Why the net neutrality debate remains relevant
On June 13 this year, BEREC and TRAI released a joint statement on net neutrality.
Why was it important for the two bodies to come together on this issue? For a variety of reasons, and especially due to the interplay of opposing tensions inherent in the policy:
1. Net neutrality is easy to explain in the inexact language of everyday use. But difficult to describe with the precision that would stand up to legal scrutiny.
2. Any deviation from the principle is blasphemy to its supporters, but the policy must admit exceptions in practice. Even Tim Wu’s seminal paper brings that out.
3. There can be a desire to allow exceptions where the objective is benevolent. Yet, the same exception could, and often does, lead to pernicious outcomes in identical other cases.
An effort to find common ground, and also appreciating the differences, deepens our understanding of the nature of the problem. For instance, BEREC favours the case-by-case, ex post approach to zero rating, whereas TRAI has opted for an ex-ante ban. But in India, the low prices of data and generous usage caps make marginal use of data zero-rated anyway!
The Joint Declaration and the MOU signed at the 35th BEREC Plenary would help regulators in Europe and India work together in developing tools for monitoring the violations and in sharing data. This collaboration is necessary not only for enforcement actions but also for developing policy more suitable for pipes that are no longer dumb.
Net neutrality is to data pipes what an alloying element is to physical pipes: protects the pipes from the build-up of corrosion, thus keeping them clean and robust.
TRAI Chairman RS Sharma
Regulation in action
Arcep publishes its first quarterly scorecard on the New Deal for mobile
What is the New Deal for mobile?
In January 2018, Arcep and the Government announced a “New Deal for mobile”. The Government made regional digital development a priority in the terms and conditions set for mobile frequency allocations, along with commitments from operators to accelerate the pace of 4G rollouts and ensure ubiquitous, high standard coverage in Metropolitan France. The aim is not only to strengthen national coverage obligations listed in existing licences (step up 4G coverage, improve both coverage of transport routes and indoor coverage), but also to target rollouts that are in line with the regions’ actual and local needs. Here, the targeted coverage scheme requires every operator to cover 5,000 new locations where the Government and local authorities have identified a need for regional digital development. Arcep will be writing these commitments into the terms of 900 MHz, 1800 MHz and 2100 MHz frequency licences in the coming weeks.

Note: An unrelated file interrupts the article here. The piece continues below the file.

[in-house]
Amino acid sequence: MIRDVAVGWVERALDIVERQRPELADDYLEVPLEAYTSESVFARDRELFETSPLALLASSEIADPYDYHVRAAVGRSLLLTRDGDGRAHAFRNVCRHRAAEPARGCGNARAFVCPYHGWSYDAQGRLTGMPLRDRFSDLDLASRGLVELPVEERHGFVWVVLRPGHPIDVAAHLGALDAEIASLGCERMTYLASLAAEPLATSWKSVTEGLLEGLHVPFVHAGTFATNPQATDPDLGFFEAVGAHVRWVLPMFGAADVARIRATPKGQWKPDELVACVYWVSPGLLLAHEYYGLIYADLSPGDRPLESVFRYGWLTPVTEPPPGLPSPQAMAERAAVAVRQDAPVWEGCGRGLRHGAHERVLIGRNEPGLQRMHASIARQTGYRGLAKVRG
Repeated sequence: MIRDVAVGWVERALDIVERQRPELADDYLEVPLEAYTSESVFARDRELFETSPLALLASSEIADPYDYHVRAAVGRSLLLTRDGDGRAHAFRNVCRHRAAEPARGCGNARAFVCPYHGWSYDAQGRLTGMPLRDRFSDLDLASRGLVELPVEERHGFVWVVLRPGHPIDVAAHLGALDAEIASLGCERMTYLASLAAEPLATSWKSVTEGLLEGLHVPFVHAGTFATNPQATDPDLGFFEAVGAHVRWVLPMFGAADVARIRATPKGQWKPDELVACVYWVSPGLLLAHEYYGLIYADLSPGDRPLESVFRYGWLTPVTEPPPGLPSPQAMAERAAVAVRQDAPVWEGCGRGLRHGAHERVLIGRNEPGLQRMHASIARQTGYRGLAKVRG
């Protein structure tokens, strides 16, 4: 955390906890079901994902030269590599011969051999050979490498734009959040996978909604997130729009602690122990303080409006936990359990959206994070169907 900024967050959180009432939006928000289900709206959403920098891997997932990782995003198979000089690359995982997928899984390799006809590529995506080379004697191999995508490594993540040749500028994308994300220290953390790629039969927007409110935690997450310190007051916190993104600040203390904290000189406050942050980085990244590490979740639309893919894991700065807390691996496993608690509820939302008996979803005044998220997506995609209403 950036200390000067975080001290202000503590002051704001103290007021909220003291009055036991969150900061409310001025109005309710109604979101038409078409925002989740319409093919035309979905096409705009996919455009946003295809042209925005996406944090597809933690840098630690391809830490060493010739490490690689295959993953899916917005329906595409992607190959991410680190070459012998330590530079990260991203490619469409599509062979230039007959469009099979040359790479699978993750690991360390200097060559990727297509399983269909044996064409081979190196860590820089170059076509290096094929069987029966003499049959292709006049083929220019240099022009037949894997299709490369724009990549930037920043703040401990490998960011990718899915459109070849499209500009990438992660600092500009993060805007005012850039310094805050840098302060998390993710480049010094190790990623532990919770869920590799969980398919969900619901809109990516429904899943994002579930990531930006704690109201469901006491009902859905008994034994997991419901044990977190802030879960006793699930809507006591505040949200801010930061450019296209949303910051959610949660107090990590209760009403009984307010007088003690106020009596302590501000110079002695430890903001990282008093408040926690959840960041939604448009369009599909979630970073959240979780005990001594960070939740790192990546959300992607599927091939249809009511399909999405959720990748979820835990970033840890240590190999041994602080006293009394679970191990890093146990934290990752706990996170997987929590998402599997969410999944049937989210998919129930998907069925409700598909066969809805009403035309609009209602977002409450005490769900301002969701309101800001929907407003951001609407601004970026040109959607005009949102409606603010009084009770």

Six indicators to track the progress of operators’ commitments
The scorecard for the New Deal for mobile and the interactive maps that Arcep has posted online deliver a both national and local snapshot of operators’ progress in meeting their commitments. Quarter after quarter, you can keep track of operators’ progress in each of the six areas of the New Deal for mobile, which are:
- “4G for all”;
- “Targeted coverage”;
- “Indoor coverage”;
- “In-car 4G”;
- “Mobile network status”;
- “Fixed 4G”.
Check back in late September to get the updated scorecards!
Scorecard for the New Deal for mobile (in French)
On our radar
Deputy for French people from Latin American and the Caribbean, Paula Forteza co-chaired a joint National Assembly and Senate working group devoted to drafting a “Charter of rights and freedoms for the digital era” which has constitutional value – a text that was rejected during the National Assembly’s constitutional reform review. The Senate will re-examine the draft reform it the autumn.
In a an article published in “Le nouveau magazine littéraire” (in French) Arcep Chair, Sébastien Soriano, expressed his support for including digital rights in the Constitution.
News from around the world
Facebook scraps its Aquila drone project… but hands over production to Airbus
An initiative launched in 2014, the Aquila drones designed by Facebook were to deliver internet access to the world’s most hard to reach regions, thanks to a 4G LTE signal on the ground.
If Facebook announced in late June that it was halting production of these drones, it has not pulled the plug on its project. Connectivity in remote areas remains a crucial issue for the company, but it has elected to hand it over to one of the project’s manufacturing partners. The technology has made tremendous strides since 2014, and other companies have gained greater experience than Facebook in this area. It therefore chose Airbus to produce the drones from now on.
Meanwhile in Brussels...
The European Commission has just fined Google €4.34 billion for abuse of dominant position. A record fine that marks the end of an inquiry launched three years ago by Margrethe Vestager, European Commissioner for Competition.
In the crosshairs is the Android operating system. Google imposes illegal restrictions on Android device makers and mobile operators, to strengthen its search engine’s dominant position: for instance, Google obliges manufacturers to preinstall Google Search and Google Chrome on Android devices.